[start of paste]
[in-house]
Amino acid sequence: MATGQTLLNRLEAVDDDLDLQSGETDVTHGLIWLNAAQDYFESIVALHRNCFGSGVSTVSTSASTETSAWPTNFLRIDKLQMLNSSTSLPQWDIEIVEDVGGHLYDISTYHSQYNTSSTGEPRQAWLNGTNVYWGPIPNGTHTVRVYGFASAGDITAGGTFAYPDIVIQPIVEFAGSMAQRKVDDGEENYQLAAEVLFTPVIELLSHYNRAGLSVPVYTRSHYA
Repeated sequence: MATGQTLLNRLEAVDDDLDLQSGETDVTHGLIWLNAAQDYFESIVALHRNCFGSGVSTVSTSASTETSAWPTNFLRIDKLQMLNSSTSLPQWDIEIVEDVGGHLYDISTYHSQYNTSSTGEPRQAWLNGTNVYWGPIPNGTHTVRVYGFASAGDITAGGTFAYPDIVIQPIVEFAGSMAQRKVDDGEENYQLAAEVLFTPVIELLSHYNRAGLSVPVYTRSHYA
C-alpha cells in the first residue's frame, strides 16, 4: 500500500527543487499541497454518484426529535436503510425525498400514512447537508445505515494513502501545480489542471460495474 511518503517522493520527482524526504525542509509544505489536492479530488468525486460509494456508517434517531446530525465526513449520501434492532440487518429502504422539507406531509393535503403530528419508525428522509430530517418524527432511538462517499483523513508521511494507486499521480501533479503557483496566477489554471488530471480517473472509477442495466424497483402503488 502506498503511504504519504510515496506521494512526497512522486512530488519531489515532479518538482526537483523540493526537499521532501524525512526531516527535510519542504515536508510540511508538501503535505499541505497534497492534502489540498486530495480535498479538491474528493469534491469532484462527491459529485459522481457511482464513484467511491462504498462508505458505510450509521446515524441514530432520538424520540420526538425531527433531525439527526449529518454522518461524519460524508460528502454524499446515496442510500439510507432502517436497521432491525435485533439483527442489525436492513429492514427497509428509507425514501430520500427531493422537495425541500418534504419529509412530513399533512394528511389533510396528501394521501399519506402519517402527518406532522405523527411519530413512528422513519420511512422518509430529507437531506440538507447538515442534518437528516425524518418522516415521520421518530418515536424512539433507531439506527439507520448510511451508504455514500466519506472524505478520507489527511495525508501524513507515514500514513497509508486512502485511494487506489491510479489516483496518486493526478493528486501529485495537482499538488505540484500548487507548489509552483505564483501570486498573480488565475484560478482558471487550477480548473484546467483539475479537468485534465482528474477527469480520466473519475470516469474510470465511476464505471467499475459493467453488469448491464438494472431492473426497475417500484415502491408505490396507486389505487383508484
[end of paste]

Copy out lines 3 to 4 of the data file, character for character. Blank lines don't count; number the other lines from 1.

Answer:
Repeated sequence: MATGQTLLNRLEAVDDDLDLQSGETDVTHGLIWLNAAQDYFESIVALHRNCFGSGVSTVSTSASTETSAWPTNFLRIDKLQMLNSSTSLPQWDIEIVEDVGGHLYDISTYHSQYNTSSTGEPRQAWLNGTNVYWGPIPNGTHTVRVYGFASAGDITAGGTFAYPDIVIQPIVEFAGSMAQRKVDDGEENYQLAAEVLFTPVIELLSHYNRAGLSVPVYTRSHYA
C-alpha cells in the first residue's frame, strides 16, 4: 500500500527543487499541497454518484426529535436503510425525498400514512447537508445505515494513502501545480489542471460495474 511518503517522493520527482524526504525542509509544505489536492479530488468525486460509494456508517434517531446530525465526513449520501434492532440487518429502504422539507406531509393535503403530528419508525428522509430530517418524527432511538462517499483523513508521511494507486499521480501533479503557483496566477489554471488530471480517473472509477442495466424497483402503488 502506498503511504504519504510515496506521494512526497512522486512530488519531489515532479518538482526537483523540493526537499521532501524525512526531516527535510519542504515536508510540511508538501503535505499541505497534497492534502489540498486530495480535498479538491474528493469534491469532484462527491459529485459522481457511482464513484467511491462504498462508505458505510450509521446515524441514530432520538424520540420526538425531527433531525439527526449529518454522518461524519460524508460528502454524499446515496442510500439510507432502517436497521432491525435485533439483527442489525436492513429492514427497509428509507425514501430520500427531493422537495425541500418534504419529509412530513399533512394528511389533510396528501394521501399519506402519517402527518406532522405523527411519530413512528422513519420511512422518509430529507437531506440538507447538515442534518437528516425524518418522516415521520421518530418515536424512539433507531439506527439507520448510511451508504455514500466519506472524505478520507489527511495525508501524513507515514500514513497509508486512502485511494487506489491510479489516483496518486493526478493528486501529485495537482499538488505540484500548487507548489509552483505564483501570486498573480488565475484560478482558471487550477480548473484546467483539475479537468485534465482528474477527469480520466473519475470516469474510470465511476464505471467499475459493467453488469448491464438494472431492473426497475417500484415502491408505490396507486389505487383508484